by Nhit Hernandez firstname.lastname@example.org
The Coronavirus Aid, Relief, and Economic Security (CARES) Act, signed into law in March 2020, provides financial relief to individuals, businesses, state and local governments during the COVID-19 health crisis. Below are some of the provisions related to businesses and self-employed individuals. Consult with your local banker and check SBA.GOV for updates on funding options.
Paycheck Protection Program (PPP)
The $349 billion appropriated to the PPP was depleted within the first two weeks. Congress passed a bill on April 23, 2020 for an additional $320 billion infusion.
- The PPP is on a first-come, first-served basis.
- Small businesses with fewer than 500 employees, non-profits, tribal businesses, and self-employed persons are eligible.
- If qualified, a business would receive a loan amount equivalent to 2.5 times its average monthly payroll expense.
- The PPP loan is forgiven if the fund is used for payroll costs, mortgage interest, rent and utilities.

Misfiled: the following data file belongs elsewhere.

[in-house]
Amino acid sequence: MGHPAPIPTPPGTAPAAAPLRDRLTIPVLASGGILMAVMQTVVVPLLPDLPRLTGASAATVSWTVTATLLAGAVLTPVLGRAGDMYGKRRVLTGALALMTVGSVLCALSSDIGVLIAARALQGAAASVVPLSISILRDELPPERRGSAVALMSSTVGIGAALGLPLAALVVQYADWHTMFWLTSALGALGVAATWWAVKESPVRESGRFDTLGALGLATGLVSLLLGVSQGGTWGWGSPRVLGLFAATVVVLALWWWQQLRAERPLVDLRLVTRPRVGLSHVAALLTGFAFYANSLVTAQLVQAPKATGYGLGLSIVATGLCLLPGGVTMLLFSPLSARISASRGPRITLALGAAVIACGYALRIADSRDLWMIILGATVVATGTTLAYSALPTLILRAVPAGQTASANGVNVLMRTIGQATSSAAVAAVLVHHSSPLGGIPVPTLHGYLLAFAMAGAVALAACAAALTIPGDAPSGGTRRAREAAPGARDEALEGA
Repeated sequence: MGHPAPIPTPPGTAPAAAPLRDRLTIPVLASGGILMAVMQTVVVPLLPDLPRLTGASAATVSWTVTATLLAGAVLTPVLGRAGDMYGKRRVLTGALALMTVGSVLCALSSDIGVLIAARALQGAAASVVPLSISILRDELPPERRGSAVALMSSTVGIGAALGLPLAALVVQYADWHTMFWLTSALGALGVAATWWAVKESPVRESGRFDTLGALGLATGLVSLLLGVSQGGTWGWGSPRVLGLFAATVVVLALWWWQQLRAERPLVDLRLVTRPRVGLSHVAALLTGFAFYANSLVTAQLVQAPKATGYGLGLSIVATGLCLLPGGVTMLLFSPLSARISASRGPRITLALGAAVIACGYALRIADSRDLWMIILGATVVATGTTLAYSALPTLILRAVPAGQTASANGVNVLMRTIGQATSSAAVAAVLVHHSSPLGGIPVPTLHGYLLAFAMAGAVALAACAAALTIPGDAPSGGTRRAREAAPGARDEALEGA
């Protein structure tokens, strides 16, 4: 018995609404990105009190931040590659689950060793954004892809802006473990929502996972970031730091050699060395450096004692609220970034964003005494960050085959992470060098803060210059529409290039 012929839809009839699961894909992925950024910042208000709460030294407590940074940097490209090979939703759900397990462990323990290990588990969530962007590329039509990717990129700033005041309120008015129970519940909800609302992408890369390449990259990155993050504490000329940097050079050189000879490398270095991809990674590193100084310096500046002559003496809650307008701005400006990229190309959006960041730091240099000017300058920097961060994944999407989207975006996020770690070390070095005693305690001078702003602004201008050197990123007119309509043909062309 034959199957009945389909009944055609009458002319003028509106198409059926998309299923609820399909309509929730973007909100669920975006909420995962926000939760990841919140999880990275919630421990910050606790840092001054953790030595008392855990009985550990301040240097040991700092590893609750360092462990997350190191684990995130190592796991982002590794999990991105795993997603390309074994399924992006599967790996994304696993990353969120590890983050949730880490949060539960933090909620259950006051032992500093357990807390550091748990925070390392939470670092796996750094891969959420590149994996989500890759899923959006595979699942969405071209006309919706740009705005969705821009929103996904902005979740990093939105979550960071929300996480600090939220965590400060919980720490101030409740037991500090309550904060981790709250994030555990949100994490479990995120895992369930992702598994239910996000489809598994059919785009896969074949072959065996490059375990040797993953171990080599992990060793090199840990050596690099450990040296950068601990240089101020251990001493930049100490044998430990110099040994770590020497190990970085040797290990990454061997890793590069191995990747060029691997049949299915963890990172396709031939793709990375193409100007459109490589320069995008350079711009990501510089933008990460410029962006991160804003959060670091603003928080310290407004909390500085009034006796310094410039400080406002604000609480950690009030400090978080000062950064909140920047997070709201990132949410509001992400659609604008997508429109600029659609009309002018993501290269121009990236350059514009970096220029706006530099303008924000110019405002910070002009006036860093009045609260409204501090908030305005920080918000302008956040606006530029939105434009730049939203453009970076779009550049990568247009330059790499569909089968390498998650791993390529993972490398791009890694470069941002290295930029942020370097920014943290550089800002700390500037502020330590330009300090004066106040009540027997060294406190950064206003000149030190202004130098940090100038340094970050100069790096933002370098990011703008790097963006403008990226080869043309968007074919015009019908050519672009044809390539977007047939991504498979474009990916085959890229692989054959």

i. Forgiveness is based on employee retention or rehiring and maintaining salary levels similar to prior periods.
Economic Injury Disaster Loan (EIDL) and Emergency Advance
- The bill passed on April 23, 2020 provides an additional $60 billion for the EIDL program.
- Employers with fewer than 500 employees, tribal businesses, cooperatives, non-profit organizations, and sole proprietor or independent contractors are eligible.
- If qualified, an advance of up to $10,000 can be granted within 72 hours; repayment is not required.
- This tax credit is available to all businesses, including tax-exempt entities.
i. A business is disqualified if it has received the PPP loan. Self-employed persons are also not eligible.
- Eligible businesses can receive a refundable payroll tax credit on payroll costs.
i. Employers can claim up to $5,000 of credit per employee.
ii. Businesses with 100 or fewer employees can claim wages paid to working or non-working employees. Employers with more than 100 employees can claim the tax credit for wages paid to employees currently not working.
- The CARES Act permits employers to defer the payment and deposit of the employer’s share of Social Security taxes for up to two years; half is due by December 31, 2021 and half by December 31, 2022.
- Self employed individuals may defer 50% of the Social Security tax.
- The Payroll Tax Deferral period is from March 27, 2020 through December 31, 2020.
- A recipient whose Paycheck Protection Program loan is forgiven is ineligible.
The information above does not constitute tax advice. It is intended for information only. Please consult with your professional tax advisor for questions regarding the CARES Act and its potential tax impact.